Saturday, August 1, 2015
Only seven books read this month - but all good ones. One 3.0, two 3.5's and the rest 4.0's.
The 3.0 was Jan Burke's Eighteen. Honestly the lower rating is due only to my lack of enthusiasm for the short story form. All of the stories in this book are worth reading. I especially liked 'Miscalculation' in which I learned about the deadly overcrowding of troops on the Queen Mary when it served as a troop ship during WWII and 'An Unsuspected Condition of the Heart' - a Regency tale.
Burke is the author of the Irene Kelly mystery series. A few characters from those books made it into some of the short stories.
Heartbreak Hotel by Deborah Moggach and Emma by Alexander McCall Smith are my two 3.5's. Moggach is the author of The Best Exotic Marigold Hotel and Heartbreak Hotel is similar in tone. A retired actor inherits a B&B in Wales and decides to move there and run it on his own. The rundown inn attracts a motley menage of characters. The book is fun and at times, touching.
Smith's Emma is a modern day retelling of the classic - part of the Austen Project. An enjoyable read in Smith's inimical style.
Tana French is a new author for me and I am hooked. The Secret Place is #5 in her Dublin Murder Squad series. I did have the culprit identified before the ending, but getting there was quite the work. French weaves a fine tale.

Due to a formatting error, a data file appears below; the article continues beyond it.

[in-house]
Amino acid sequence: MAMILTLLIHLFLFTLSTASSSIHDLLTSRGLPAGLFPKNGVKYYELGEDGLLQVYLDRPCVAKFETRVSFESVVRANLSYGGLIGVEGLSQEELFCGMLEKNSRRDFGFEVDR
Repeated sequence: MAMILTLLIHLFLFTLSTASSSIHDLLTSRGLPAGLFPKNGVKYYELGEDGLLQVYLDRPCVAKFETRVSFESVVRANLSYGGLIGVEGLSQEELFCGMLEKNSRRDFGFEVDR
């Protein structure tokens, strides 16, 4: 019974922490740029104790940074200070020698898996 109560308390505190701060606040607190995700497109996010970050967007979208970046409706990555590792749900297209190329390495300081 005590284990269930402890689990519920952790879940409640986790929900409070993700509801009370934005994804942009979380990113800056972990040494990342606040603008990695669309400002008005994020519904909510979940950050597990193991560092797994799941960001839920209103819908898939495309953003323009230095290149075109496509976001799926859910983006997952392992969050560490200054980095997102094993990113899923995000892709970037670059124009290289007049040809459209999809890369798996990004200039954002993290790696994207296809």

A young man is found murdered on the grounds of an exclusive girls' school. The case goes cold until a year later when a note is pinned on the school's 'secret place' board. (A way for the students to post about what is bothering them without anyone knowing their identities.) The note is a picture of the murdered boy with the notation, "I Know Who Killed Him". It is given to a cold case detective trying/hoping to make the murder squad. He partners with the lead detective from the year before - the first woman to be part of the murder squad. Their interaction is an interesting part of the book. I definitely want to read more by this author.
A God In Ruins is Kate Atkinson's follow up to her Life After Life which featured Ursula. This book features Ursula's younger brother, Teddy. He is an RAF bomber pilot during WWII - an experience he does not expect to survive and which colors the rest of his life as a husband and father.
Reading about Teddy's experiences as a bomber pilot was very interesting to me. The book's ending was surprising. I have to say I enjoy Atkinson's Jackson Brodie books a lot more for the pleasure of reading, but these last two books of hers are excellent - just deeper reading.
Lighten up with Kate Alcott's A Touch of Stardust. A young woman from Ft. Wayne, IN is trying to make it as a screen writer in Hollywood during the filming of Gone With The Wind. She becomes Carole Lombard's assistant. This book has lots of GWTW background and is an interesting look at the Lombard/Clark Gable romance as well as 'old Hollywood'. Entertaining read.
Anne Tyler's 20th novel, A Spool of Blue Thread, is the last of this month's reads and, if she doesn't change her mind, Tyler's last novel. I have always enjoyed this author. She has a way of writing about ordinary lives that makes a lasting impression. This book is about three generations of the Whitshanks of Baltimore - where and how they started out, who they became, their trials and tribulations and the house that was so important to them. I liked everything about the book except the ending. It just seemed to stop. Kind of like this blog post right now.